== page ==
Leader: Professor J Kulkarni
Clayton Second semester 2006 (Day)
Synopsis: This core unit will provide an introduction into the adolescence through to the adult phase of life, concepts of mental illness and the impact of one on the other. Topics will include adolescent psychiatry, parenthood and mental illness, mid-life and late life issues. Phenomenology will be covered in detail with several sessions devoted to disorders of thought and perception. The practice of adult psychiatry in special settings such as primary and community care, hospital in-patient and forensic institutions will also be examined.
Objectives: On completion of this unit students should: 1. have a clear understanding of the signs and symptoms of many adult psychiatric disorders; 2. be able to manage these disorders; 3. better understand the issues of adulthood as a life phase cycle. Specific objectives of the unit are: 1. Knowledge - this unit aims to combine theoretical perspectives on some of the main physiological functions of life with teaching about clinical disease states, when some functions are impaired. In this way, the student will be expected to acquire knowledge about common psychiatric disorders of adulthood and their theoretical underpinnings. 2. Skills - the course will provide skills in the assessment , diagnosis and management of several common psychiatric illnesses in adults. Successful candidates should also be able to develop skills in integrating theoretical knowledge with the recognition and treatment of clinical disorders. 3. Attitude - the course will attempt to influence the attitudes of those enrolled with regard to the problems of adulthood and the social contexts in which common mental illnesses arise.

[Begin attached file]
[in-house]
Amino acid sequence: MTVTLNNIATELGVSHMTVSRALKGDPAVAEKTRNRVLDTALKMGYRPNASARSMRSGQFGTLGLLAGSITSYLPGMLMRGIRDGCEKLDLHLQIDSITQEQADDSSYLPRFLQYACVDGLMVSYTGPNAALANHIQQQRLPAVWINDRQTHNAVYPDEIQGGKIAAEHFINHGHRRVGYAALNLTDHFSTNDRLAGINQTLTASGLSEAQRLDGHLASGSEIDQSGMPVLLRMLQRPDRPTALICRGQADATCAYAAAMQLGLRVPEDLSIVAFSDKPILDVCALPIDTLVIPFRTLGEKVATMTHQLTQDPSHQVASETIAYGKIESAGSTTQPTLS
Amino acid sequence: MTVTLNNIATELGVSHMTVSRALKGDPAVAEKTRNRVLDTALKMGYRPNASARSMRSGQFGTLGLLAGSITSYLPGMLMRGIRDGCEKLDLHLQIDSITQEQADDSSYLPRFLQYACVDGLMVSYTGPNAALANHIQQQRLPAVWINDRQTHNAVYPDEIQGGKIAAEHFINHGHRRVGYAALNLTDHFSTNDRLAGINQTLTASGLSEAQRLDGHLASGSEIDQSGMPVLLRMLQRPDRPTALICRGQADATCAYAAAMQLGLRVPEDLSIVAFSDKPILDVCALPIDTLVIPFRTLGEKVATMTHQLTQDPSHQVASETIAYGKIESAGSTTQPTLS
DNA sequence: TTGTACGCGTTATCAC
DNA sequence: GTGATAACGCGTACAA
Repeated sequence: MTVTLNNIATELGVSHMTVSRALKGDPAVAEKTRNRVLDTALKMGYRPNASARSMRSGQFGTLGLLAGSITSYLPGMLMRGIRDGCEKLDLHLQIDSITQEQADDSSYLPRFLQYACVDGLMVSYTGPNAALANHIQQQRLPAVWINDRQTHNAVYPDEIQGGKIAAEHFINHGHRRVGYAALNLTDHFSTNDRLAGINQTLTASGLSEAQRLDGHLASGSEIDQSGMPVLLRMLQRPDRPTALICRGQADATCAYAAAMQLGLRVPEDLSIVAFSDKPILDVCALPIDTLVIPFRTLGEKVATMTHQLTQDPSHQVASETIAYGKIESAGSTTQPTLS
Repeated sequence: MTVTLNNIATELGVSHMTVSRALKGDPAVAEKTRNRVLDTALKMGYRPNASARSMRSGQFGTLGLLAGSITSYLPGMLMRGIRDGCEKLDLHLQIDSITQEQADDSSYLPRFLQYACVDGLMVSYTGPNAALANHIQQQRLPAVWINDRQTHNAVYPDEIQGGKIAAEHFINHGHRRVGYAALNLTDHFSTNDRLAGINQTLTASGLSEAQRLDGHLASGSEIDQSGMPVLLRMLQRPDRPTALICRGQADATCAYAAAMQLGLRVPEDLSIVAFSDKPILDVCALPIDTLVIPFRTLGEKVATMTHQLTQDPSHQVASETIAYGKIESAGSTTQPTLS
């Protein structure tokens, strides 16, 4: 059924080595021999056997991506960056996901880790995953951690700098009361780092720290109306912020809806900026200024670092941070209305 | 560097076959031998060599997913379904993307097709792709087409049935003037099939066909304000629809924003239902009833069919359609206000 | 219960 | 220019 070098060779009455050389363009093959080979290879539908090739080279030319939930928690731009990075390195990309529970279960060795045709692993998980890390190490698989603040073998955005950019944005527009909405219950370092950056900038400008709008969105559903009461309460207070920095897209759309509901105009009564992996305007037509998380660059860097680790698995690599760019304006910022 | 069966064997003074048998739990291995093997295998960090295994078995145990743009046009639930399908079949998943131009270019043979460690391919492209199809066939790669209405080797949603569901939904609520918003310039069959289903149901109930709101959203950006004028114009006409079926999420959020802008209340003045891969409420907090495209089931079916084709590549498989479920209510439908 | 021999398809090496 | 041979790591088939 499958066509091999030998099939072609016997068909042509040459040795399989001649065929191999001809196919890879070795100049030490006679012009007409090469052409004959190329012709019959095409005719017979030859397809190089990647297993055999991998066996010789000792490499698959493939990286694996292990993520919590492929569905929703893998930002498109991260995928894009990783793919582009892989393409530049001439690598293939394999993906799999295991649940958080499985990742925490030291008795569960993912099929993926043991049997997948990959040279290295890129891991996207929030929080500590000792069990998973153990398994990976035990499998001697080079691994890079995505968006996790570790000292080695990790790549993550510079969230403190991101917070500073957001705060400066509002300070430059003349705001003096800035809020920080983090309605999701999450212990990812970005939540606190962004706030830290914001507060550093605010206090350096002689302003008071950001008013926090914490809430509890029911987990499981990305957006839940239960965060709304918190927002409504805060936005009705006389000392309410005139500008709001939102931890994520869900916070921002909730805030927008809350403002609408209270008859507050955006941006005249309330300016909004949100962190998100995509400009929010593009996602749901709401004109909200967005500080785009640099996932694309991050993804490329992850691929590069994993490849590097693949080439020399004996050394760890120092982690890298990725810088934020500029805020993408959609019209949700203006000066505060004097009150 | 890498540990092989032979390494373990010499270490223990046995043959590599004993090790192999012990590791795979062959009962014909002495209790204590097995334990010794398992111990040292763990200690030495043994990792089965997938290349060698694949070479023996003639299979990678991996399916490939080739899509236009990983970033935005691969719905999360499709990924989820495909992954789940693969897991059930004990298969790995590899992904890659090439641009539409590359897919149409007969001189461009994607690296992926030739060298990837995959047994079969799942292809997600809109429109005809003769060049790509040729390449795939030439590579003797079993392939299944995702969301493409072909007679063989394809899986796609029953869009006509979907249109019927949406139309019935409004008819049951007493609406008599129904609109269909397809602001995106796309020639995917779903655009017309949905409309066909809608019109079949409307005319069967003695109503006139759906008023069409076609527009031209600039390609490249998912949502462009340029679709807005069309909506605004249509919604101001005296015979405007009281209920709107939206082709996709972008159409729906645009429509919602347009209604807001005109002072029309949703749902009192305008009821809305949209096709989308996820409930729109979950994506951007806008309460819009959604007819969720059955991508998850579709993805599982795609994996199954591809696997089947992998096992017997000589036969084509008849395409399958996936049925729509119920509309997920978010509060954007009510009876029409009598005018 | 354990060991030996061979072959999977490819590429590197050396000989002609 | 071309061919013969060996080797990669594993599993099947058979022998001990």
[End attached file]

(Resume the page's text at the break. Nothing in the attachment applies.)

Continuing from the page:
Assessment: One short answer examination paper (100%)
Contact Hours: Approximately 3.5 hours per week attending lectures.
Prerequisites: First year units of the Master of Psychological Medicine